Pneumologie 2017; 71(S 01): S1-S125
DOI: 10.1055/s-0037-1598277
Freie Vorträge – Sektion Pneumologische Onkologie
Lungenkarzinom – Bernd Schmidt/Berlin, Sylvia Gütz/Leipzig
Georg Thieme Verlag KG Stuttgart · New York

Atezolizumab as first-line therapy (1L) for advanced PD-L1-selected NSCLC patients: updated ORR, PFS, OS and exploratory biomarker results from the BIRCH study

W Eberhardt
1  Universitätsklinikum Essen, Ruhrlandklinik, West German Cancer Center, Universität Duisburg-Essen
,
MC Garassino
2  Fondazione Irccs Istituto Nazionale Dei Tumori, Thoracic Oncology Unit
,
NA Rizvi
3  New York-Presbyterian/Columbia University Medical Center
,
B Besse
4  Gustave Roussy, Villejuif France and Paris Sud University
,
PA Jänne
5  Dana-Farber Cancer Institute
,
S Peters
6  Hfr Fribourg-Hôpital Cantonal
,
C Keong Toh
7  National Cancer Centre
,
T Kurata
8  Kansai Medical University Hirakata Hospital
,
E Carcereny Costa
9  Catalan Institute of Oncology Badalona – Germans Trias I Pujol Hospital Badalona
,
M Koczywas
10  City of Hope Medical Center
,
E Felip Font
11  Vall D'hebron Institute of Oncology
,
J Chaft
12  Memorial Sloan Kettering Cancer Center
,
J Qiu
13  Genentech Inc.
,
M Kowanetz
13  Genentech Inc.
,
W Zou
13  Genentech Inc.
,
S Coleman
13  Genentech Inc.
,
S Mocci
13  Genentech Inc.
,
A Sandler
13  Genentech Inc.
,
S Gettinger
14  Yale Cancer Center
,
ML Johnson
15  Sarah Cannon Research Institute
› Author Affiliations
Further Information

Publication History

Publication Date:
23 February 2017 (online)

 

Background:

Atezolizumab (atezo; MPDL3280A) is a humanized mAb that targets PD-L1, inhibiting interactions with PD-1 and B7.1. BIRCH (NCT02031458) is a single-arm Ph II study of atezo monotherapy in PD-L1-selected pts with advanced NSCLC, across different lines of therapy. Primary analyses (median follow-up of 8.5 mo) demonstrated a meaningful ORR benefit in chemo-naive 1L and 2L+ NSCLC pts. Here updated efficacy and exploratory biomarker data in 1L pts from BIRCH are reported.

Methods:

Eligibility criteria included PD-L1-selected, advanced-stage NSCLC with no active CNS metastases and no prior chemotherapy (1L). PD-L1 was centrally evaluated with the VENTANA SP142 IHC assay. Pts expressing PD-L1 on ≥5% of tumor cells (TC) or tumor-infiltrating immune cells (IC), ie, TC2/3 or IC2/3, were enrolled. Pts received atezo 1200 mg IV q3w until radiographic disease progression or unacceptable toxicity. The primary endpoint was independent review facility-assessed ORR. Key secondary endpoints, including investigator (INV)-assessed ORR, DOR, PFS (RECIST v1.1) and OS, are reported here.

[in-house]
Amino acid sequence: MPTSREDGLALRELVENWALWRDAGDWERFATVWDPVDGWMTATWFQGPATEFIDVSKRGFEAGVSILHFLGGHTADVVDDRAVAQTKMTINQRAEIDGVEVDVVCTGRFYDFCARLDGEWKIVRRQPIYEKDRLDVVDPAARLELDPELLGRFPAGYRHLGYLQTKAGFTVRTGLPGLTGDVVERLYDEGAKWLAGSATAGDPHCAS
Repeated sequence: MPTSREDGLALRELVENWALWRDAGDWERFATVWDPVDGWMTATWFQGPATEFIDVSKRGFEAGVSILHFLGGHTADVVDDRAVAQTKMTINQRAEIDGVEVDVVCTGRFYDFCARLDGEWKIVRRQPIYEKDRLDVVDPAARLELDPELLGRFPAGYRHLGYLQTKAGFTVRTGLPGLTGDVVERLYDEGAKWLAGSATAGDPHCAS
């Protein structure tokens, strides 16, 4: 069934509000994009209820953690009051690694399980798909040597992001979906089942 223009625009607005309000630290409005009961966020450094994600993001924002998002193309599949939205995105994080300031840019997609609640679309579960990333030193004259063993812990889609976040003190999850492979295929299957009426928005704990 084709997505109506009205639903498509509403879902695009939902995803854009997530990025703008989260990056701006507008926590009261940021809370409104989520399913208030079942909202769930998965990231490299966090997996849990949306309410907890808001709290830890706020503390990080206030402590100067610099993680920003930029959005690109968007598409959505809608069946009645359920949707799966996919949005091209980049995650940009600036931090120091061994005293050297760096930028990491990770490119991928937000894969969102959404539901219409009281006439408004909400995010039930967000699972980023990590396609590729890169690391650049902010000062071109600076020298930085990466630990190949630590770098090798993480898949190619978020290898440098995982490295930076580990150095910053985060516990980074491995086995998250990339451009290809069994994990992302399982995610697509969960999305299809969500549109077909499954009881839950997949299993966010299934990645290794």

Results:

With a median follow-up of 14.6 mo, INV-assessed ORR was 32% in TC3 or IC3 pts and 24% in TC2/3 or IC2/3 pts. Other clinical benefits, measured by DOR, PFS and OS, were also observed in both PD-L1 groups (Table). No new safety signals were observed. Exploratory biomarker analyses, including efficacy in pts with EGFR or KRAS mutations, will be presented.

TC3 or IC3

n = 65

TC2/3 or IC2/3

n = 139

INV ORRa, n (%),

95% CI

21 (32%)

(21.2, 45.1)

33 (24%)

(16.9, 31.7)

Median DORa (mo), 95% CI

13.1 (8.5, NE)

13.1 (9.9. 17.5)

Median OS (mo), 95% CI

NE

(12.0, NE)

20.1

(20.1, NE)

12-mo OS rate,

95% CI

61%

(48.8, 73.8)

66%

(57.9, 74.5)

Median PFSa (mo),

95% CI

7.3

(4.9, 12.0)

7.3 (5.6, 9.1)

12-mo PFS rate,

95% CI

36%

(23.8, 48.8)

32%

(24.0, 40.7)

NE, not estimable.

aORR/DOR/PFS assessed by investigator per RECIST v1.1.

Conclusions:

With longer follow-up, atezo monotherapy continues to demonstrate promising efficacy across a spectrum of endpoints including OS (mOS 20.1 mo in TC2/3 or IC2/3 1L pts). These data support ongoing 1L Ph III trials assessing atezo monotherapy vs. chemotherapy in PD-L1-selected pts.